Browse Items (7 total)

Objectives: Primate diagonal sequence (DS) gaits are often argued to be an adaptation for moving and foraging in the fine‐branch niche; however, existing data have come predominantly from laboratory studies that are limited in taxonomic breadth and…

OBJECTIVES: Laboratory studies have yielded important insights into primate locomotor mechanics. Nevertheless, laboratory studies fail to capture the range of ecological and structural variation encountered by free-ranging primates. We present…

Wild primates encounter complex matrices of substrates that differ in size, orientation, height, and compliance, and often move on multiple, discontinuous substrates within a single bout of locomotion. Our current understanding of primate gait is…

Locomotor features shared by arboreal marsupials and primates are frequently cited as a functional complex that evolved in the context of a "fine branch niche." Adaptation to a fine branch niche cannot be understood without considering that small and…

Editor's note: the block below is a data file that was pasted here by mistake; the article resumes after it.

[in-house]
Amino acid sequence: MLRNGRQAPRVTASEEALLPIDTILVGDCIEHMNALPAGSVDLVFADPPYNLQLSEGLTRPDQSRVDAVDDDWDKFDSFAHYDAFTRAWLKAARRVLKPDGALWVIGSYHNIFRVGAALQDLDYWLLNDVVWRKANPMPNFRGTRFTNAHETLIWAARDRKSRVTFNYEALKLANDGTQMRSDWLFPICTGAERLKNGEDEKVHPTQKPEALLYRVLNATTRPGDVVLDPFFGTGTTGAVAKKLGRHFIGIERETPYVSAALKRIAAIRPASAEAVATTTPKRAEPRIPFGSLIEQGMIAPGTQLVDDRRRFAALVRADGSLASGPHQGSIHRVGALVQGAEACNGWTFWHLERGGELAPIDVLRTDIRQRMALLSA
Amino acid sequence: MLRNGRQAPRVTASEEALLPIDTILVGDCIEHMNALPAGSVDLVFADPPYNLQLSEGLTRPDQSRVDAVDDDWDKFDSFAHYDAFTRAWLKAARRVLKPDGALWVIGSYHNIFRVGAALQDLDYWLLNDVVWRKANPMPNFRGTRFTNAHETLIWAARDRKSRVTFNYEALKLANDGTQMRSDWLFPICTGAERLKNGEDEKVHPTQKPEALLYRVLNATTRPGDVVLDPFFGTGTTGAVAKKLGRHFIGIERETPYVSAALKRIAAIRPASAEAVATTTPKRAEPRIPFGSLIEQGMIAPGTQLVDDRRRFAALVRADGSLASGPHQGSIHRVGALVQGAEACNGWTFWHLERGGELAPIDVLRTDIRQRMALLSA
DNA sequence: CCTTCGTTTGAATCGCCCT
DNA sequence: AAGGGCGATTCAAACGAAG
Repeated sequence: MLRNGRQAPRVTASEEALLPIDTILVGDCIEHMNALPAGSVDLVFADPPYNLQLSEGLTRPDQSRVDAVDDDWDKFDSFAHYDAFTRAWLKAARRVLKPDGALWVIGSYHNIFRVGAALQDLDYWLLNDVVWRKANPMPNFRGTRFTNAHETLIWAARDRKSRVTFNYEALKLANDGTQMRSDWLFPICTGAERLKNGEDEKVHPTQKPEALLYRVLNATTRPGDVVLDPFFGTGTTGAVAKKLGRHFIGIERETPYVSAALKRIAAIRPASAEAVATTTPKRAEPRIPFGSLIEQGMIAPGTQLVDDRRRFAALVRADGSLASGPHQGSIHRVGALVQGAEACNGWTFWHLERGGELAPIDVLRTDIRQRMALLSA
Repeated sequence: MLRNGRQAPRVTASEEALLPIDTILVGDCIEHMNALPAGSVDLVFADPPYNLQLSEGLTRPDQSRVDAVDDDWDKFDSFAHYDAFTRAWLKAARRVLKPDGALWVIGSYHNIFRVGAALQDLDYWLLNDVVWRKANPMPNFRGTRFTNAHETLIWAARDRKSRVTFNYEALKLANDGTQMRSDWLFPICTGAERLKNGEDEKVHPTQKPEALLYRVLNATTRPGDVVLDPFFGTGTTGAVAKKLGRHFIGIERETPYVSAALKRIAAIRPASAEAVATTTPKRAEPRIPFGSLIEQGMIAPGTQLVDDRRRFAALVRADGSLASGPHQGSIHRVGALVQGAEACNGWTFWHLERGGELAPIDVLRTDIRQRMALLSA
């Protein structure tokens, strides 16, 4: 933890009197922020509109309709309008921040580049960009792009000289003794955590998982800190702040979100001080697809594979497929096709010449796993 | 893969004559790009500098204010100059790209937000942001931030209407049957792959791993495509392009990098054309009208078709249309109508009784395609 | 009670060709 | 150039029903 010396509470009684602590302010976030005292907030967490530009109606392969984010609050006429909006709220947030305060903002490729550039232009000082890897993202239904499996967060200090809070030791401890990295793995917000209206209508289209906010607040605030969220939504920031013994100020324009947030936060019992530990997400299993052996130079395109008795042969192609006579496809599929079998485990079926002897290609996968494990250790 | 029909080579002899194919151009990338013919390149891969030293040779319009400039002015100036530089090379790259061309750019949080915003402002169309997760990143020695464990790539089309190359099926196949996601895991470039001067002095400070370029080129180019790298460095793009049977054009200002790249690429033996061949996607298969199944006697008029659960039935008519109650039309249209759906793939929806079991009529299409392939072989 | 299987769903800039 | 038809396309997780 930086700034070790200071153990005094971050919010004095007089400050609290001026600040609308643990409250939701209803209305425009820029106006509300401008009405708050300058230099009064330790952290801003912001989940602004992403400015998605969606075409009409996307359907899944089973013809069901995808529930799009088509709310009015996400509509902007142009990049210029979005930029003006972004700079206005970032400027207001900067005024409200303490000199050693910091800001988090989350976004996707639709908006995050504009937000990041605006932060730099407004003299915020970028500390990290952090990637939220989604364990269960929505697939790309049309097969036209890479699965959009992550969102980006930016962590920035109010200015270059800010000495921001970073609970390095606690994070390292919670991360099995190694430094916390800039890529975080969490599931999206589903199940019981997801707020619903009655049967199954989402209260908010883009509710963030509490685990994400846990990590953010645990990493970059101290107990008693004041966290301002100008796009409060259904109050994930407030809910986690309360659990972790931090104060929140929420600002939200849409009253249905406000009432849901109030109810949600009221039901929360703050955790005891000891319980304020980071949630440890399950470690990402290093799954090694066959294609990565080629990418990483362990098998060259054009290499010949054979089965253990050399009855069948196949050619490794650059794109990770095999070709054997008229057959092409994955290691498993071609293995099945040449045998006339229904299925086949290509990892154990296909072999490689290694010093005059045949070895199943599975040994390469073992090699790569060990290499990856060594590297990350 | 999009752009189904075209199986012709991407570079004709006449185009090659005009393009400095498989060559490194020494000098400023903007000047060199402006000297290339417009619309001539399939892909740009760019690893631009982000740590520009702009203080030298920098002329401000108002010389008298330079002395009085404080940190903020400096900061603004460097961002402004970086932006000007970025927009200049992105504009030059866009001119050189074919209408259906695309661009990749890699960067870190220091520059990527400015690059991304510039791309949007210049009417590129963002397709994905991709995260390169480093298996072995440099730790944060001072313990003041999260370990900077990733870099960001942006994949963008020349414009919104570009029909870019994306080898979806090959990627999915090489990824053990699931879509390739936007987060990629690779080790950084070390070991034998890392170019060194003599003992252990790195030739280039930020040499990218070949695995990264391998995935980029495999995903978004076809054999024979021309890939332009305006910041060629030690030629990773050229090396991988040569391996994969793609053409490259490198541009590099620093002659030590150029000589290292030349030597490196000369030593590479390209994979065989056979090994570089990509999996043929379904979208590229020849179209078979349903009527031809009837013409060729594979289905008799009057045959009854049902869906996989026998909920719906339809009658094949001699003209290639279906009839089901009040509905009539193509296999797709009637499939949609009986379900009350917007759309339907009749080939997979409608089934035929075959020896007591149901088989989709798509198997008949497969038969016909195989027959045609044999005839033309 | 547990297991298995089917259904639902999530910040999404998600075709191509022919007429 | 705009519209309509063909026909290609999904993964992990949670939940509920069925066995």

Arboreal mammals face unique challenges to locomotor stability. This is particularly true with respect to juveniles, who must navigate substrates similar to those traversed by adults, despite a reduced body size and neuromuscular immaturity.…

Recently proposed ancestral locomotor and morphological 'stages' leading to the evolution of primates have emphasized small body size, and a transition from a clawed non-grasping stage, to a clawed, grasping stage with clawless opposable hallux, to a…

Functional studies of skeletal anatomy are predicated on the fundamental assumption that form will follow function. For instance, previous studies have shown that the femora of specialized leaping primates are more robust than those of more…
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